Most of those who will be affected by the amendment are Israeli Arabs who marry Palestinians from the West Bank or Gaza, who will now be unable to live together in Israel.
Local and international human rights groups have decried the bill as racist, saying it creates an impossible situation in which couples will either have to separate or move abroad.
Along with "transfer", this is part and parcel of Israel's continued efforts to completely remove Palestinians from the country, all in the name of security. Screw human dignity. Jail their kids, destroy their marriages, kick them out, build a fence, create a veritable bantustan and what do you get? Certainly not peace, and not security either.
Not quite a declaration of war yet, but this is what Bush said in his news conference yesterday:
QUESTION: Thank you, sir. Mr. President, many of your supporters believe that homosexuality is immoral. They believe that it's been given too much acceptance in policy terms and culturally. As someone who's spoken out in strongly moral terms, what's your view on homosexuality?
BUSH: Yes, I am mindful that we're all sinners. And I caution those who may try to take the speck out of the neighbor's eye when they've got a log in their own.
I think it's very important for our society to respect each individual, to welcome those with good hearts, to be a welcoming country.
On the other hand, that does not mean that somebody like me needs to compromise on an issue such as marriage. And that's really where the issue is headed here in Washington, and that is the definition of marriage. I believe in the sanctity of marriage. I believe a marriage is between a man and a woman. And I think we ought to codify that one way or the other. And we've got lawyers looking at the best way to do that.
Got that? We're all sinners, and Bush equates gayness with sinfulness. And now he's looking at how to codify what marriage is. Now I seem to recall reading something somewhere about a wall of separation between Church and State...where did I see that? That's right, it was on some stuff I saw in the shredded paper pile at the DOJ.
If we respect each individual, then we must respect each individual's right to love whomever they choose. Does your faith have a problem with that? Fine, but the State should not be mucking around with what is inherently a religious issue. As Howard Dean rightly observes, there is a distinction between the civil rights at stake and the religious institution of marriage. Certainly these two have traditionally been intertwined, but it's time for them to be separated.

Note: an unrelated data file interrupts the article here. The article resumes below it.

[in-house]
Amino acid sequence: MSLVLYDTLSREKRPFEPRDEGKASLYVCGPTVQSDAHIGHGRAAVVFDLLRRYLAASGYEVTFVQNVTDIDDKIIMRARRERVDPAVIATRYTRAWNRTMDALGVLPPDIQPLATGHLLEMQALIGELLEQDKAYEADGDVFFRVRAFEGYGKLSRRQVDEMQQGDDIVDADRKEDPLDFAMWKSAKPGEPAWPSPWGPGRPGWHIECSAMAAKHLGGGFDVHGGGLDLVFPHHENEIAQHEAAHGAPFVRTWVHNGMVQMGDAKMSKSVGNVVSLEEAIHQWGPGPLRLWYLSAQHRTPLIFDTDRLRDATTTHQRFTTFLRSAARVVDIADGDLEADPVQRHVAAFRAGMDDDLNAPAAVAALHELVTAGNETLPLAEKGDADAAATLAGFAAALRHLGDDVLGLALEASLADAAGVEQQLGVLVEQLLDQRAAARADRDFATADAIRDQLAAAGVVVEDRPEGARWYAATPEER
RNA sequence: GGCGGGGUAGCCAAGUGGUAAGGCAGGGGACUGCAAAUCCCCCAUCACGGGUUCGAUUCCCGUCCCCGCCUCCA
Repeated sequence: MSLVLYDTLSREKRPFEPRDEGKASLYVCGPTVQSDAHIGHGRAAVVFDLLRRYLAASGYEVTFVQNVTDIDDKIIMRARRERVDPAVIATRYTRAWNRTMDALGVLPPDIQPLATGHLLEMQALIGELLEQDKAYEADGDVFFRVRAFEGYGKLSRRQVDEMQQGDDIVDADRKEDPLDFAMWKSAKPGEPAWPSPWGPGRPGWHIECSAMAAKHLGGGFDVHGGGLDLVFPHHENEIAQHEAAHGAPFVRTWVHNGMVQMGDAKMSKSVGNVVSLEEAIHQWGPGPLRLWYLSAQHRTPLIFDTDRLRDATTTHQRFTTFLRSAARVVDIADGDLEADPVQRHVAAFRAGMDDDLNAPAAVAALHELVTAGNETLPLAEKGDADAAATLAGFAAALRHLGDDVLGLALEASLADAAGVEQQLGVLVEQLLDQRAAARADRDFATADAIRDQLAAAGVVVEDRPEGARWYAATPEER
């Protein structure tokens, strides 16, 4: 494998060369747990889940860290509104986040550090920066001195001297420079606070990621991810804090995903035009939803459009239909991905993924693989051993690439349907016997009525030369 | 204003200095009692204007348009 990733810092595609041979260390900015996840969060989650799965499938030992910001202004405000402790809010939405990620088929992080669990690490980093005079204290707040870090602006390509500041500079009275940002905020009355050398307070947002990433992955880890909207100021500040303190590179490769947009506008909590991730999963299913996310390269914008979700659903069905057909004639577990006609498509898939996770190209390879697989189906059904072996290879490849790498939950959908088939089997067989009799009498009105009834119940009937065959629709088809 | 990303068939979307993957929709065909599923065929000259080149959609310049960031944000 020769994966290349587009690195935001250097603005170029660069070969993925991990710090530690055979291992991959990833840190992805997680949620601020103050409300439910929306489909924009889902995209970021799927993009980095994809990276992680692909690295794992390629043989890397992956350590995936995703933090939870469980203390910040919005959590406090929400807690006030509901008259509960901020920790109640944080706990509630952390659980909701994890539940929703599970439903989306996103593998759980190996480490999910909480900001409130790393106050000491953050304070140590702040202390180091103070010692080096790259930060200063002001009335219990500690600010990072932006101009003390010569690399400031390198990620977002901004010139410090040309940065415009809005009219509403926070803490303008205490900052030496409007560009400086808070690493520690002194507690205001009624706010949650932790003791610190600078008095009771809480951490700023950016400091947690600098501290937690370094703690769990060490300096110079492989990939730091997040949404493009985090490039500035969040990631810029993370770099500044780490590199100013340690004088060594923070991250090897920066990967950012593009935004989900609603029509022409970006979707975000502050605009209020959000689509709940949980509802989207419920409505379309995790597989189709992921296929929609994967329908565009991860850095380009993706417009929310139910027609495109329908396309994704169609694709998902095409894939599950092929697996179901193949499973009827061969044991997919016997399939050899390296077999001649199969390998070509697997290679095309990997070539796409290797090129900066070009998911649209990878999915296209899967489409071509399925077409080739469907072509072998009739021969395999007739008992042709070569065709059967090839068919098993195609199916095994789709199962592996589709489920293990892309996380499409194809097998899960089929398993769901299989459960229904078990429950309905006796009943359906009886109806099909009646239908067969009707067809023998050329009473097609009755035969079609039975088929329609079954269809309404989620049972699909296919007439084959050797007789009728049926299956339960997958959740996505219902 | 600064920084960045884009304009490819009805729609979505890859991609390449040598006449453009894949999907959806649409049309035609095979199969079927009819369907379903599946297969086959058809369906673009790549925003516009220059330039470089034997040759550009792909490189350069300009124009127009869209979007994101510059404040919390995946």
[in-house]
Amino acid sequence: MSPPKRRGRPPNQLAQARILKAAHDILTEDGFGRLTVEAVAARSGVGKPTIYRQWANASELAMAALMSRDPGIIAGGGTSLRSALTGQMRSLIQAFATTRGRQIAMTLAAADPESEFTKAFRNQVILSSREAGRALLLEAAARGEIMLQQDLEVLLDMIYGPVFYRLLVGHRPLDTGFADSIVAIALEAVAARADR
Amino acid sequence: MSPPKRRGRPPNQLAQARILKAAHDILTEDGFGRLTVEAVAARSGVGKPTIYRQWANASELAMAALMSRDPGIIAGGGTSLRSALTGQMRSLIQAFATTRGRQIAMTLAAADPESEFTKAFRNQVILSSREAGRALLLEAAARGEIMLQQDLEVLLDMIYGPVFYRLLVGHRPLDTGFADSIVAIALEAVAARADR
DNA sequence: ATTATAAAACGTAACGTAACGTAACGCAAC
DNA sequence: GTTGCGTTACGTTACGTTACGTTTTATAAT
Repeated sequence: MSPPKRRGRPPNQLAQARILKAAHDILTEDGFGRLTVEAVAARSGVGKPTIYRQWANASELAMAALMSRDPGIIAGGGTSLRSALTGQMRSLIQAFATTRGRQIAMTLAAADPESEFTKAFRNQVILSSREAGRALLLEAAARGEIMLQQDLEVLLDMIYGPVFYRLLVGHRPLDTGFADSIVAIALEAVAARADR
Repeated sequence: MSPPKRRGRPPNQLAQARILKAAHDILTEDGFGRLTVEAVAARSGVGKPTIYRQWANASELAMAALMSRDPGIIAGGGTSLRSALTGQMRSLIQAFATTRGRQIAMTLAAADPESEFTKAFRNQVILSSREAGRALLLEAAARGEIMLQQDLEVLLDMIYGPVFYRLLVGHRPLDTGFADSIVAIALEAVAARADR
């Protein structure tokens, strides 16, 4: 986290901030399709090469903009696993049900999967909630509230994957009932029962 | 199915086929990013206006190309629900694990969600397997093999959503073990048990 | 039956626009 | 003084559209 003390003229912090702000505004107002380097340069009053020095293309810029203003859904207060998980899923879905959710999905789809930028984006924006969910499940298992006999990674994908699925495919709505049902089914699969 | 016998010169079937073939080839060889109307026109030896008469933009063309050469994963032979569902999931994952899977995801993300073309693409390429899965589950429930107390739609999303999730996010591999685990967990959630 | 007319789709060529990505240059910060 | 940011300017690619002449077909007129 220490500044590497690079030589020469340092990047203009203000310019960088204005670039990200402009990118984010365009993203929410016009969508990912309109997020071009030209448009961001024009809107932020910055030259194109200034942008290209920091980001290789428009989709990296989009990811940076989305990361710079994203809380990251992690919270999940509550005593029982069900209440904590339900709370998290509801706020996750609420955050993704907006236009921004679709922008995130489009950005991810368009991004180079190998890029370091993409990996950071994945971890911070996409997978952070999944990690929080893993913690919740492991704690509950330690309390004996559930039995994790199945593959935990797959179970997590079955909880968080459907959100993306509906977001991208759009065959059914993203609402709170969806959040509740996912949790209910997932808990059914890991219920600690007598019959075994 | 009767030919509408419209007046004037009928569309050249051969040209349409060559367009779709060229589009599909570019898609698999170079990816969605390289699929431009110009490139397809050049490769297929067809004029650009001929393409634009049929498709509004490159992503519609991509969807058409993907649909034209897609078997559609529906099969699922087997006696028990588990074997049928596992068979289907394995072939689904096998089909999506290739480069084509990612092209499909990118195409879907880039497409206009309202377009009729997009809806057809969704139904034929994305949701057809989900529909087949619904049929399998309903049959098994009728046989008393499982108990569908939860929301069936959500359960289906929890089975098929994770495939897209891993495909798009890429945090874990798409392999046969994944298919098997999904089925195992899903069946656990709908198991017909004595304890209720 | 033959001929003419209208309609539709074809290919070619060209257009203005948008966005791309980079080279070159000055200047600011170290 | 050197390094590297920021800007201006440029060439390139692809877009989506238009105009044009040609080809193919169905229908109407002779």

Marriage is holy, while homosexual acts go against the natural moral law.
Nonetheless, according to the teaching of the Church, men and women with homosexual tendencies "must be accepted with respect, compassion and sensitivity. Every sign of unjust discrimination in their regard should be avoided". They are called, like other Christians, to live the virtue of chastity. The homosexual inclination is however "objectively disordered" and homosexual practices are "sins gravely contrary to chastity".
The scope of the civil law is certainly more limited than that of the moral law, but civil law cannot contradict right reason without losing its binding force on conscience. Every humanly-created law is legitimate insofar as it is consistent with the natural moral law, recognized by right reason, and insofar as it respects the inalienable rights of every person. Laws in favour of homosexual unions are contrary to right reason because they confer legal guarantees, analogous to those granted to marriage, to unions between persons of the same sex.